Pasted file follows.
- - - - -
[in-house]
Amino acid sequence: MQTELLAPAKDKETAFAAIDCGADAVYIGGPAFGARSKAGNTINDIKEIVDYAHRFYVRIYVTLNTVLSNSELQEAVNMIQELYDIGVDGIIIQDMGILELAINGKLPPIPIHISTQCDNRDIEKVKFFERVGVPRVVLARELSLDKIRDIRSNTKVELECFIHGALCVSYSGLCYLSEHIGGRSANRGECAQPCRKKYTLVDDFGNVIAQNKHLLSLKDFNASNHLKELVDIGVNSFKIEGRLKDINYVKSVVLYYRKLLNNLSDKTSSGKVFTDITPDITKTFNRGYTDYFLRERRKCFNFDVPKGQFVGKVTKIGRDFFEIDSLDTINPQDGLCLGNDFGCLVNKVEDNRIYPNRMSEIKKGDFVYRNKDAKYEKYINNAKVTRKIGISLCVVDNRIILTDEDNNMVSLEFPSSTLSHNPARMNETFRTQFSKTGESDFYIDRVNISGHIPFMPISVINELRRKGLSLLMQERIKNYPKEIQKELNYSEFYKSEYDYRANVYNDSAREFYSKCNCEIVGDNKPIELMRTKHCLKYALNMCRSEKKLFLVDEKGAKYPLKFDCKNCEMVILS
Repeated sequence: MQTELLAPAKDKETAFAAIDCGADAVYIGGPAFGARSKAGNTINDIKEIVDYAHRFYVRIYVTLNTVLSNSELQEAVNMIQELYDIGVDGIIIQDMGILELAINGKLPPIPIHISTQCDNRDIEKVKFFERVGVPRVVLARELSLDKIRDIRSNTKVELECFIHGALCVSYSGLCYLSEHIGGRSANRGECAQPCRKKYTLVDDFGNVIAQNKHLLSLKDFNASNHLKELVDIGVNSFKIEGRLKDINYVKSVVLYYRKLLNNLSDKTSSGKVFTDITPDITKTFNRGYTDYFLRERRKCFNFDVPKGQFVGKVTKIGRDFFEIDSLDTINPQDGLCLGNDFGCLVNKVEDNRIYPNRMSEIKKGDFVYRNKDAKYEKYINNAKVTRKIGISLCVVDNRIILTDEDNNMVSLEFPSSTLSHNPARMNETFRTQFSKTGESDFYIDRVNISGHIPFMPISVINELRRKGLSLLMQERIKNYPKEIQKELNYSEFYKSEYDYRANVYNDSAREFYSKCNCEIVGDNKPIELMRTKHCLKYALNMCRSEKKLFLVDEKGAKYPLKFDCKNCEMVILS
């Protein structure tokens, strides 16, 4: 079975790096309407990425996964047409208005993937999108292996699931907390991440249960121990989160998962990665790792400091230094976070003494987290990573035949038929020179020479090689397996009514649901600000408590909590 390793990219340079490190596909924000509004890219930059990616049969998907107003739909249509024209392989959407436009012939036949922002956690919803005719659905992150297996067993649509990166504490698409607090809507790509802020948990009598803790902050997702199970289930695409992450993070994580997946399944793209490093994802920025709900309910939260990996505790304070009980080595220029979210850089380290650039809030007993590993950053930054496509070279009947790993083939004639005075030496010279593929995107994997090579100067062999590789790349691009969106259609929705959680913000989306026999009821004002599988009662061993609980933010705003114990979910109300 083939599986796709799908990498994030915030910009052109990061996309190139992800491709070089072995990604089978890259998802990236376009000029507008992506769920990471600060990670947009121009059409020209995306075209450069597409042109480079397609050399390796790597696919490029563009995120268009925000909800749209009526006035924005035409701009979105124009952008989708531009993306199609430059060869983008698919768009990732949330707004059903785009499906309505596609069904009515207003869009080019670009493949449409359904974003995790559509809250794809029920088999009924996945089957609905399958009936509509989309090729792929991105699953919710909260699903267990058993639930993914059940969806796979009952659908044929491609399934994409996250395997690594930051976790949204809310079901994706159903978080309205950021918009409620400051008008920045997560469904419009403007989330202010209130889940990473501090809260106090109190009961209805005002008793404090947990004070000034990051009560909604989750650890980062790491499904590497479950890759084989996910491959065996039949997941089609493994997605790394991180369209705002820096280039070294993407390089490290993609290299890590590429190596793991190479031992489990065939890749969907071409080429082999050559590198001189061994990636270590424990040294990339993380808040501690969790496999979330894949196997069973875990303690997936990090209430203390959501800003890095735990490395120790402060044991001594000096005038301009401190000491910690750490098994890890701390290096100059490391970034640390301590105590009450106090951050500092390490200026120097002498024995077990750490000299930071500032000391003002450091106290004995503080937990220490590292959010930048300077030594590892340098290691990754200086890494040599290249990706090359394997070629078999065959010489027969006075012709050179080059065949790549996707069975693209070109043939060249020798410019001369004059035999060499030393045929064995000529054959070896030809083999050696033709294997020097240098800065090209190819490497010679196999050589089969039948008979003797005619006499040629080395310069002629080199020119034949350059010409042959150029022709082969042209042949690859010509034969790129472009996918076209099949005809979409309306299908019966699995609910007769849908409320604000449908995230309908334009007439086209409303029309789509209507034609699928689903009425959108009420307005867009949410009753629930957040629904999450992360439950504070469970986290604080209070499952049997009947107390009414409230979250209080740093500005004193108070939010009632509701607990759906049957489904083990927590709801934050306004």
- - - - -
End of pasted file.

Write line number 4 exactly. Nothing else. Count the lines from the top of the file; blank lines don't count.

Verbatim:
């Protein structure tokens, strides 16, 4: 079975790096309407990425996964047409208005993937999108292996699931907390991440249960121990989160998962990665790792400091230094976070003494987290990573035949038929020179020479090689397996009514649901600000408590909590 390793990219340079490190596909924000509004890219930059990616049969998907107003739909249509024209392989959407436009012939036949922002956690919803005719659905992150297996067993649509990166504490698409607090809507790509802020948990009598803790902050997702199970289930695409992450993070994580997946399944793209490093994802920025709900309910939260990996505790304070009980080595220029979210850089380290650039809030007993590993950053930054496509070279009947790993083939004639005075030496010279593929995107994997090579100067062999590789790349691009969106259609929705959680913000989306026999009821004002599988009662061993609980933010705003114990979910109300 083939599986796709799908990498994030915030910009052109990061996309190139992800491709070089072995990604089978890259998802990236376009000029507008992506769920990471600060990670947009121009059409020209995306075209450069597409042109480079397609050399390796790597696919490029563009995120268009925000909800749209009526006035924005035409701009979105124009952008989708531009993306199609430059060869983008698919768009990732949330707004059903785009499906309505596609069904009515207003869009080019670009493949449409359904974003995790559509809250794809029920088999009924996945089957609905399958009936509509989309090729792929991105699953919710909260699903267990058993639930993914059940969806796979009952659908044929491609399934994409996250395997690594930051976790949204809310079901994706159903978080309205950021918009409620400051008008920045997560469904419009403007989330202010209130889940990473501090809260106090109190009961209805005002008793404090947990004070000034990051009560909604989750650890980062790491499904590497479950890759084989996910491959065996039949997941089609493994997605790394991180369209705002820096280039070294993407390089490290993609290299890590590429190596793991190479031992489990065939890749969907071409080429082999050559590198001189061994990636270590424990040294990339993380808040501690969790496999979330894949196997069973875990303690997936990090209430203390959501800003890095735990490395120790402060044991001594000096005038301009401190000491910690750490098994890890701390290096100059490391970034640390301590105590009450106090951050500092390490200026120097002498024995077990750490000299930071500032000391003002450091106290004995503080937990220490590292959010930048300077030594590892340098290691990754200086890494040599290249990706090359394997070629078999065959010489027969006075012709050179080059065949790549996707069975693209070109043939060249020798410019001369004059035999060499030393045929064995000529054959070896030809083999050696033709294997020097240098800065090209190819490497010679196999050589089969039948008979003797005619006499040629080395310069002629080199020119034949350059010409042959150029022709082969042209042949690859010509034969790129472009996918076209099949005809979409309306299908019966699995609910007769849908409320604000449908995230309908334009007439086209409303029309789509209507034609699928689903009425959108009420307005867009949410009753629930957040629904999450992360439950504070469970986290604080209070499952049997009947107390009414409230979250209080740093500005004193108070939010009632509701607990759906049957489904083990927590709801934050306004």